Exporting SVG from Cocoa

Following from my previous post about SVG exporting in cocoa, here are some details on how this is done in SQLEditor. The example code is extracted from the live SQLEditor code base, but it’s been altered to simplify in a few places. Hopefully it doesn’t contain any bugs, but please point them out if you see them.

In addition, I don’t offer this up particularly as a tutorial, this is just the way that I did it, so there are possibly (probably?) better ways of doing this. Feel free to reuse any of it, in any way, if you wish using either BSD or Attribution 3.0 Unported . I’ll try and put a complete working example of it up on github soon. Update: Source code now on github

The key point is that SVG is just a dialect of XML. This means that we can use NSXMLDocument and friends to generate the SVG, which makes life much easier than it would be otherwise.

We use a standard NSXMLDocument

- (NSXMLDocument*)xmlDocument
id rootNode = [self exportToXMLNode];
id xmlDocument = [[[NSXMLDocument alloc] initWithRootElement:rootNode] autorelease];
[xmlDocument setVersion:@"1.0"];
[xmlDocument setCharacterEncoding:@"UTF-8"];
return xmlDocument;

The code to generate the root node looks like this:

- (NSXMLNode*)exportToXMLNode
    id exportNode = [NSXMLElement elementWithName:@"svg"];

	id viewBoxString = [NSString stringWithFormat:@"%.0f %.0f %.0f %.0f",imageBounds.origin.x,imageBounds.origin.y,imageBounds.size.width,imageBounds.size.height];

    [exportNode addAttribute:[NSXMLNode attributeWithName:@"viewBox" stringValue:viewBoxString]];
    [exportNode addAttribute:[NSXMLNode attributeWithName:@"width"
                                              stringValue:[NSString stringWithFormat:@"%.0f",imageBounds.size.width]]];
    [exportNode addAttribute:[NSXMLNode attributeWithName:@"height"
                                              stringValue:[NSString stringWithFormat:@"%.0f",imageBounds.size.height]]];

    id namespace = [NSXMLNode namespaceWithName:@"" stringValue:@"http://www.w3.org/2000/svg"];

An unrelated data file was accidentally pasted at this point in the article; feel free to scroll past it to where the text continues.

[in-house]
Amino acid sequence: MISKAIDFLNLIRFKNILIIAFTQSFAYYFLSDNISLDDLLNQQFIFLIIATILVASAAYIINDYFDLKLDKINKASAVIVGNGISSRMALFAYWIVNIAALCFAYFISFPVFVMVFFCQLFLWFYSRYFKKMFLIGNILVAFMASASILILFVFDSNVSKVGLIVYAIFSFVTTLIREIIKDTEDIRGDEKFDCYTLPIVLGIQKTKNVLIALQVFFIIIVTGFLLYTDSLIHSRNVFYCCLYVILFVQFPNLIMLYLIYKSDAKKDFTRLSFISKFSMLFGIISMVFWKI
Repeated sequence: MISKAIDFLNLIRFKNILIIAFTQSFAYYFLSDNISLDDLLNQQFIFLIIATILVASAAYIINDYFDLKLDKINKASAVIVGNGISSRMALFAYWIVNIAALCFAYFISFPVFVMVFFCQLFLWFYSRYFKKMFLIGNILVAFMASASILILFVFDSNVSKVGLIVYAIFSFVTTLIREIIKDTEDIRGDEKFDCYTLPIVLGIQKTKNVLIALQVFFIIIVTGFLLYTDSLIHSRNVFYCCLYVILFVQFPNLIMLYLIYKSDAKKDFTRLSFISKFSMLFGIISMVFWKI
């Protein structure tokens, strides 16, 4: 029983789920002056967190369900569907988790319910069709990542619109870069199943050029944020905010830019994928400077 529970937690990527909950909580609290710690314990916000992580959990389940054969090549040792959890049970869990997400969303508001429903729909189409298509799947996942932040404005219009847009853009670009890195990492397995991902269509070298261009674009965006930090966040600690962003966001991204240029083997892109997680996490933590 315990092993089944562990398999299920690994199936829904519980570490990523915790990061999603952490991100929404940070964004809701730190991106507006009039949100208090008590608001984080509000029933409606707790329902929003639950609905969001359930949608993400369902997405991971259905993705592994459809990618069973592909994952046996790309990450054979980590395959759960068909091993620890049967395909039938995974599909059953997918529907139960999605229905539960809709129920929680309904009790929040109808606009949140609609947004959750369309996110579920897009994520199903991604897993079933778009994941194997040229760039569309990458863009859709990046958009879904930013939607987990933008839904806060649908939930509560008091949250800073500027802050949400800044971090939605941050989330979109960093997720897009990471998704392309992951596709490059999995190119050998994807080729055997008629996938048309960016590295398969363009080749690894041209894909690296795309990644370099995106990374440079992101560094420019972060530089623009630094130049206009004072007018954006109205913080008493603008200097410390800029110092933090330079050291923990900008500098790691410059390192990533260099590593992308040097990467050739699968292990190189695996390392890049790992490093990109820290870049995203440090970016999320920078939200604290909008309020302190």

[exportNode setNamespaces:[NSArray arrayWithObject:namespace]];

    id transformGroup = [NSXMLNode elementWithName:@"g"];
    [transformGroup addAttribute:[NSXMLNode attributeWithName:@"transform" stringValue:@"translate(0.5,0.5)"]];

    [exportNode addChild:transformGroup];

    for (id entry in [self.container objectListByZOrder]) {

        if (![entry getPropertyAsBoolean:@"hidden"]) {
                id newNode = [self exportObjectToSVG:entry];

                if (newNode) {
                    [transformGroup addChild:newNode];


	return exportNode;

objectListByZOrder returns an array of objects, ordered by zOrder, from back to front.

We use a transform group with an offset of (0.5,0.5) to align the image to the screen pixels. (The alternative would be to draw everything at 0.5 pixel offsets, but this is annoying)

We also use a viewBox, which is set to the value of imageBounds, a variable which contains the bounding rectangle of the objects in the document. This is already set up by the time this code is called.

getPropertyAsBoolean is part of the SQLEditor object properties system and in this case, its used to determine whether the object being drawn is hidden or not. Obviously if it’s hidden, then it doesn’t get drawn. At least one beta version of SQLEditor overlooked this fairly obvious point.  🙂

Now finally, an example object exporting section:

- (id)textElement:(NSString *)text atPoint:(NSPoint)textLocation
    id titleText = [MHSVGElement elementWithName:@"text"];
    id titleAttributes = [NSMutableDictionary dictionaryWithCapacity:1];
    [titleAttributes addEntriesFromDictionary:[self dictionaryForLocation:textLocation]];
    [titleAttributes setObject:@"10" forKey:@"dx"];
    [titleAttributes setObject:@"14" forKey:@"dy"];